¶ 13 However, “[u]nder the discovery rule, a cause of action does not accrue—and as a result the statute of limitations does not begin to run—until the plaintiff knows, or has reason to know, the factual basis for the cause of action.” Bowles v. Wash. Dep't of Ret. Sys., 121 Wash.2d 52, 79–80, 847 P.2d 440 (1993). Our Supreme Court has warned this court lacks authority to extend the discovery rule to general breach of contract claims. 1000 Virginia, 158 Wash.2d at 578, 146 P.3d 423; see also Kinney v. Cook, 150 Wash.App. 187, 208 P.3d 1 (2009) (this division declining to do so). Thus, we lack authority to extend the discovery rule by analogy to a declaratory judgment action sounding in a general breach of contract claim. See 1000 Virginia, 158 Wash.2d at 578, 146 P.3d 423; cf. Reid v. Dalton, 124 Wash.App. 113, 122, 100 P.3d 349 (2004) (“Filing an action for declaratory judgment, rather than one for direct relief, did not avoid the statute of limitation.”).
¶ 14 Considering all, we decline to extend the discovery rule to allow additional time for Schreiner to bring its declaratory judgment action. Respondents' alleged defaults began with the assignment of January 10, 2000 and the sublease of April 19, 2000. Schreiner sued on October 5, 2007, after the analogous six-year statute of limitations for claims on written contracts had run. Schreiner did not bring its suit within a reasonable time; its suit is therefore time barred. No genuine issue as to any material fact remains and Respondents are entitled to judgment as a matter of law. The trial court did not err in rejecting Schreiner's discovery rule arguments and summarily dismissing its declaratory judgment suit on this ground.
C. Continuing Breach
¶ 15 The issue is whether the trial court erred in rejecting Schreiner's continuing breach argument and summarily dismissing its declaratory judgment suit as time barred. Schreiner contends Respondents' continuing breaches extended the time allowed for it to bring its suit, and a genuine issue of material fact remains as to when it learned of Respondents' defaults. Our CR 56(c) standard of review is unchanged.
¶ 16 A continuing breach is “[a] breach of contract that endures for a considerable time or is repeated at short intervals.” Black's Law Dictionary 213 (9th ed.2009). No Washington case recognizes a continuing breach as extending the time allowed to bring a suit sounding in contract. Instead, persuasive authority suggests Washington law holds the opposite. See Ford v. Int'l Harvester Co., 399 F.2d 749 (9th Cir.1968), cited in 25 David K. DeWolf, Keller W. Allen & Darlene Barrier Caruso, Washington Practice: Contract Law and Practice § 16:20, at 408 n. 12 (2d ed.2007). In Ford, the plaintiffs sued for breach of an oral exclusive dealership agreement four years after the breach began, arguing their claim was not time barred because the contract imposed a “continuing obligation” the defendants “continually breached” so long as they kept operating. 399 F.2d at 751. The plaintiffs thus requested compensation for damages arising during the three-year statute of limitations period leading up to the date they sued. Id. The court declined relief, holding the plaintiffs' claim was time barred under Washington law because it accrued on the date the breach began and subsequent damages were not severable from it. Id. at 752. The court thus reasoned Washington cases did not support the plaintiffs' continuing breach argument. Id.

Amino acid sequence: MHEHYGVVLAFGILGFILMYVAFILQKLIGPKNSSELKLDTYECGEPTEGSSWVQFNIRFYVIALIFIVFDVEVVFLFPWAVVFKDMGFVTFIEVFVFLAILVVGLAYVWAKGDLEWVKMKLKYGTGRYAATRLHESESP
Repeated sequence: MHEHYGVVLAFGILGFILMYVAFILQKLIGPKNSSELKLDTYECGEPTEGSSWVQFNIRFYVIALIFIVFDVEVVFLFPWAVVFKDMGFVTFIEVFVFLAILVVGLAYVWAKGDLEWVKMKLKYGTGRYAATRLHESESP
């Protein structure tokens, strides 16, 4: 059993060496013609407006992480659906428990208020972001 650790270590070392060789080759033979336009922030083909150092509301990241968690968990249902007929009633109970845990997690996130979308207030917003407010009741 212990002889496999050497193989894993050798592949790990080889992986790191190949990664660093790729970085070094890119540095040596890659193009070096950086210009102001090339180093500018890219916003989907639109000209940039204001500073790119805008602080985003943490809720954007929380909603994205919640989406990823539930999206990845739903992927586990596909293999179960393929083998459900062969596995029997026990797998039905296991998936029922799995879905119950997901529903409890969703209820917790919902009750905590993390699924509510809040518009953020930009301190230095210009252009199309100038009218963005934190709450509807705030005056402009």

¶ 17 Likewise, the authority Schreiner cites does not support its continuing breach argument. Schreiner relies on this division's opinion in James S. Black & Co. v. F.W. Woolworth Co., 14 Wash.App. 602, 544 P.2d 112 (1975). In Black, the landlord sued for breach of a covenant to make repairs,1 claiming damages incurred over the course of the 50–year commercial lease. Id. at 603, 610, 544 P.2d 112. The tenant argued the landlord was time barred from claiming damages incurred beyond the six-year statute of limitations period leading up to the date of lease termination. Id. at 610, 544 P.2d 112. The court disagreed, concluding “ ‘a covenant to make repairs is not breached until the expiration of the term.’ “ Id. (quoting Nelson v. City of Seattle, 180 Wash. 1, 33, 38 P.2d 1034 (1934)). The court thus reasoned a landlord may elect to sue for breach of a covenant to make repairs either “as soon as the premises become out of repair” or “until [six years] after expiration of the term.” Id.